In the years since demonstrations against fossil fuel infrastructure like the Keystone XL and Dakota Access pipelines gained notoriety, 39 states have *debated* bills to further criminalize protests near oil and gas pipelines and other “critical infrastructure.” Such measures have passed in 18 states. Part of this wave was Georgia’s Senate Bill 1. Introduced in 2017 and eventually voted down, the measure sought to lower the threshold for slapping protesters with domestic terrorism charges, including actions by any one individual against critical infrastructure defined as “public or private systems, functions or assets, whether physical or virtual, vital to the security, governance, public health and safety, economy, or morale of this state or the United States.”* Actions intended to further “any ideology or belief” would also be vulnerable to such charges. Like other such bills, S.B. 1 resembled model policy promoted by the American Legislative Exchange Council, or ALEC, the technically nonpartisan group that has blanketed state legislatures with carbon copies of right-wing priorities like right-to-work and Stand Your Ground laws. As Alleen Brown reported for The Intercept, drawing on research from Greenpeace, fossil fuel companies have been instrumental in pushing for those bills both as ALEC members and through state-level lobbying efforts.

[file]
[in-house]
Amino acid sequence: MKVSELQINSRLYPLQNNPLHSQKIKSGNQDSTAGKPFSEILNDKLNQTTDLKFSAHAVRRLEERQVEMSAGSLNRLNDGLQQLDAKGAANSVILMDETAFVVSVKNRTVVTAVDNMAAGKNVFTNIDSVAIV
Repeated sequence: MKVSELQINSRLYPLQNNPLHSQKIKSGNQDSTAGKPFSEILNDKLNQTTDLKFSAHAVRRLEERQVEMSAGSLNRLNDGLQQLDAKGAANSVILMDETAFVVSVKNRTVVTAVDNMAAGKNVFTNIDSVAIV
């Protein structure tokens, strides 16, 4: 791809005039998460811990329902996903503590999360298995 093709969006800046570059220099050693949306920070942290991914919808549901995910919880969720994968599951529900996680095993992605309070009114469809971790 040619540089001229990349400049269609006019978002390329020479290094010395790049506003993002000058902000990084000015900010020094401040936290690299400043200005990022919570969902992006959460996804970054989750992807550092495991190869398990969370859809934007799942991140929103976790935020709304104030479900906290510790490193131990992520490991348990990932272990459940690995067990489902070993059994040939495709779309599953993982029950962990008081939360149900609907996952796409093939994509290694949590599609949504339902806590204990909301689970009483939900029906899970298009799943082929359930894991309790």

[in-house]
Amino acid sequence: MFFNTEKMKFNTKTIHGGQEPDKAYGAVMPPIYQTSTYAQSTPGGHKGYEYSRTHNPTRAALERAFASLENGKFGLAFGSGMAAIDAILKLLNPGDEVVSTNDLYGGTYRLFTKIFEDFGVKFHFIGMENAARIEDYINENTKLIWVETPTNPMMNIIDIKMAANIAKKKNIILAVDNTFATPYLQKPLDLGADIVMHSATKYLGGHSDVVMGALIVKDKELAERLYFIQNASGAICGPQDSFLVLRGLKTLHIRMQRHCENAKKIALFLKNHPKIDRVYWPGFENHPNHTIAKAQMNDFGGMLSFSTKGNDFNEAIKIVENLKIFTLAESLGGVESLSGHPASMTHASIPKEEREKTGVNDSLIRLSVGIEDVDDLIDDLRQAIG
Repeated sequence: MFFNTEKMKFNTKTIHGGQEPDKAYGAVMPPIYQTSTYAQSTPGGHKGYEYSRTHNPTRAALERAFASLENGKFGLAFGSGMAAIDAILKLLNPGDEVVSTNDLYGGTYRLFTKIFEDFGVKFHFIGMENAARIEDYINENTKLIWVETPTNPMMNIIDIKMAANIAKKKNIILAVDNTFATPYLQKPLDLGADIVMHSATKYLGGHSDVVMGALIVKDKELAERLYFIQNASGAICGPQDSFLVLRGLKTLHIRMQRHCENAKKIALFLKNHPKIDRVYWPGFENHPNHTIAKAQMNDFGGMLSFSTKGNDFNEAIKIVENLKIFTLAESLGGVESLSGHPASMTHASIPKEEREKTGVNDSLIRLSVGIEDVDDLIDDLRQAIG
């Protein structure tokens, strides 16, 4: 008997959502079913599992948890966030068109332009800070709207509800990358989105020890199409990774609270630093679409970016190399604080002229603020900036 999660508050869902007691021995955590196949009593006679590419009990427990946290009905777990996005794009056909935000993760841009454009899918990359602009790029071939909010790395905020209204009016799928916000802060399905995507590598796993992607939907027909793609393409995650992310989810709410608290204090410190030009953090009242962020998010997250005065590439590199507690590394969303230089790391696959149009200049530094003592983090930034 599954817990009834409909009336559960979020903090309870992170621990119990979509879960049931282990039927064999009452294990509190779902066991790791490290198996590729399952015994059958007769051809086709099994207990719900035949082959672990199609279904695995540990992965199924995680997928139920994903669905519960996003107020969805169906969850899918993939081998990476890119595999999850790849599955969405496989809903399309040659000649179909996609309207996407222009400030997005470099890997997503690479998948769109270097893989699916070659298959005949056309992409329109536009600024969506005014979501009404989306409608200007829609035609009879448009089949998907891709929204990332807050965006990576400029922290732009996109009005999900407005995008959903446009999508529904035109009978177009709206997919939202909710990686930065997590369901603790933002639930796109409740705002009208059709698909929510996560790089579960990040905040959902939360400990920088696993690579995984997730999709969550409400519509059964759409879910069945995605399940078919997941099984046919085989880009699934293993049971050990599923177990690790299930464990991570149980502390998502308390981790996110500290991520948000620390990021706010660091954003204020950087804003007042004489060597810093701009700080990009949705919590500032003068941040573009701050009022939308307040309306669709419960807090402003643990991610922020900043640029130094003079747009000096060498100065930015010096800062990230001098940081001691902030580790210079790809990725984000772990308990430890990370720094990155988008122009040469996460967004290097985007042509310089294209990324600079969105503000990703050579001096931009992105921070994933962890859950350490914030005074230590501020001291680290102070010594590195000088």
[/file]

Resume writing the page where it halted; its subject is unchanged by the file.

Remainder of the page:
The 85-acre project the activists in the South Woods Forest were trying to prevent is backed by the Atlanta Police Foundation, one of a number of nonprofit organizations dedicated to funneling corporate money toward police departments. It’s pledged $60 million toward the facility, slated to feature a “mock city for real world training” featuring a fake night club and convenience store—all on land leased to the APF for $10 a year by the City of Atlanta. Residents would be tasked with paying the remaining $30 million it’s projected to cost. As Timothy Pratt reported for Atlanta magazine, public input into the APF’s plans has been sparse. While a majority of comments filed about the facility oppose it, City Council voted 10–4 to move ahead.